In his first speech at Jackson Hole, Chairman Powell reiterated his longstanding key themes without rocking the boat. This suggests that he is comfortable with the outlook for the economy and monetary policy for now and thinks the public has a good understanding of the FOMC’s thinking. He was heartened by the lack of warning signs of elevated overheating risks or inflation accelerating above 2 percent, but added that such a benign condition “results in part from the ongoing normalization process.” While major questions about the structure of the economy remain, the FOMC’s current policy plans—gradual rate hikes for another couple of quarters, barring unanticipated shocks—are appropriate given those uncertainties. The big question is how exactly the FOMC will proceed after nearing neutral, and in our view, Powell did not provide new insight into that issue.
The term “risk management”—which in this expansion we have often associated with being more cautious in removing accommodation—came up again and again. But his advocacy of a risk management approach in the face of uncertainty should not be taken as him supporting more dovish policy than otherwise: Powell used the phrase in a broader, more symmetric sense. He essentially used it to mean that monetary policy should take into account risks in any direction. But of course, that is the case.
He also made clear that a risk management approach does not mean being averse to changing policy. He cited a couple of examples in which managing risks would imply adjusting monetary policy more sharply: In the face of negative shocks, when the policy is at risk of being constrained by the zero lower bound, and when the stability of inflation expectations are threatened in either direction. He said, “I am confident that the FOMC would resolutely ‘do whatever it takes’ should inflation expectations drift materially up or down or should crisis again threaten.” We see this as generic reassuring Fed-Chair-speak.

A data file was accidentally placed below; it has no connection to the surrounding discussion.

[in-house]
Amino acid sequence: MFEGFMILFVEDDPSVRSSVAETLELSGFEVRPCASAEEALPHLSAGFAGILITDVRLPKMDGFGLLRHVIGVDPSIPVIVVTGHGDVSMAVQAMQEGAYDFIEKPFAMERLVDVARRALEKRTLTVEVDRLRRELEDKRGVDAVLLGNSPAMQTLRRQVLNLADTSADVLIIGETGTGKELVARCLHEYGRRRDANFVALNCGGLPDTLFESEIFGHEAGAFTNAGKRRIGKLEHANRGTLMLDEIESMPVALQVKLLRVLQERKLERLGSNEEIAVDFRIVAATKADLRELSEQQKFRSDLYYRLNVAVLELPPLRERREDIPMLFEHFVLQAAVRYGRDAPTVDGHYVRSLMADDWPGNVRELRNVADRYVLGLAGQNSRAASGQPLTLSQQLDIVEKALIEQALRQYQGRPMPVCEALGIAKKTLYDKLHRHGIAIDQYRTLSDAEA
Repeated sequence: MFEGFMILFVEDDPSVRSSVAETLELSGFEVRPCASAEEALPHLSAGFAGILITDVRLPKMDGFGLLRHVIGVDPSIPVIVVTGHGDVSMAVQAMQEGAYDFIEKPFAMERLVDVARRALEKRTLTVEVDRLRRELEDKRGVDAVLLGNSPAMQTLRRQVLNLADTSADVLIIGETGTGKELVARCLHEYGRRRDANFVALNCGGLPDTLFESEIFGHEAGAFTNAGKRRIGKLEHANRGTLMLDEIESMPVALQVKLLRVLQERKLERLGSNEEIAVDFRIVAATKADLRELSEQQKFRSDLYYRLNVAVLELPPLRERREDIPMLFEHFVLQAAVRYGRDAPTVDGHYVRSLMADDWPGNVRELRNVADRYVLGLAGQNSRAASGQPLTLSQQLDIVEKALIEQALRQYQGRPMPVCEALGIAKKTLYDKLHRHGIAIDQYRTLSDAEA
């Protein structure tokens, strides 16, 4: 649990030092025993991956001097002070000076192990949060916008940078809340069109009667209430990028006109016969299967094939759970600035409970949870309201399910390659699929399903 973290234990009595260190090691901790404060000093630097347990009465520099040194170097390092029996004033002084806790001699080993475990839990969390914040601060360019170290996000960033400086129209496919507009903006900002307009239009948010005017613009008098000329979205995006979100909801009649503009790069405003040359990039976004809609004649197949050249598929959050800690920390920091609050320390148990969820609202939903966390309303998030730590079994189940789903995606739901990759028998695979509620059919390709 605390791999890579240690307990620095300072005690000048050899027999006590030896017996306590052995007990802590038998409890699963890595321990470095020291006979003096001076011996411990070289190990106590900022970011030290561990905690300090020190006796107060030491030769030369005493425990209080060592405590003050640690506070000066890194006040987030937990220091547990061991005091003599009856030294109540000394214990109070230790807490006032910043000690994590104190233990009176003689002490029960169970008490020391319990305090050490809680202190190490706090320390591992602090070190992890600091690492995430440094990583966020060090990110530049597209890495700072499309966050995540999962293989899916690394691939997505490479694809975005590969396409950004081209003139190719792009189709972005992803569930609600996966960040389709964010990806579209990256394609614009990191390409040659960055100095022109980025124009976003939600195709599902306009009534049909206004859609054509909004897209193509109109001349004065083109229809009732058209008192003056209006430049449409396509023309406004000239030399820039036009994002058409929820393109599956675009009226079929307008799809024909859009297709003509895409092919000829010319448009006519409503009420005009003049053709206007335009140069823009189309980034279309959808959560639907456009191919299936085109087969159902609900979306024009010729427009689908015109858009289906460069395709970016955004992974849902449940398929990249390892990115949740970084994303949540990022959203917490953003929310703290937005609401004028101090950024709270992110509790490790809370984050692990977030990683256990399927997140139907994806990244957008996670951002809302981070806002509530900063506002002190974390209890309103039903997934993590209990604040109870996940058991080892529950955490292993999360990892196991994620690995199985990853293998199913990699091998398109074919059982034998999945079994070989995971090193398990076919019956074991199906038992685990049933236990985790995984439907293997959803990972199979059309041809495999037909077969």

On the topic of imbalances, Powell again made the case that the Fed should be wary of financial markets imbalances, not just price inflation: “Whatever the cause, in the run-up to the past two recessions, destabilizing excesses appeared mainly in financial markets rather than in inflation. Thus, risk management suggests looking beyond inflation for signs of excesses.” In his view, both the unemployment rate and inflation can be misleading indicators of the cyclical state of the economy. No news here, but this reinforces that Powell’s FOMC is more focused than ever on taking a holistic approach to assess imbalances in the economy.
Powell also cited the just-released Fed staff paper.1 One takeaway from the speech and the paper that is relevant to policy is the idea that inflation will be slower to respond to changes in resource utilization, is less responsive to such changes than before (flat Phillips curve) and is affected by many shocks that can obscure underlying price pressures. He quoted its argument that “When following a standard Taylor rule and facing a
1 Erceg, Christopher, James Hebden, Michael Kiley, David López-Salido, and Robert Tetlow (2018). “Some Implications of Uncertainty and Misperception for Monetary Policy,” Finance and Economics Discussion Series 2018-059. Washington: Board of Governors of the Federal Reserve System, August, https://dx.doi.org/10.17016/FEDS.2018.059.
very flat Phillips curve, for example, it is not always good advice to lower the weight on the gap between unemployment and u* and to raise the weight on inflation in making policy.” His main takeaway from that paper was that “no single, simple approach” is appropriate across a broad range of scenarios. But there’s a lot to get into with respect to this paper, and we will follow up with a further discussion of it as it relates to the Powell Fed.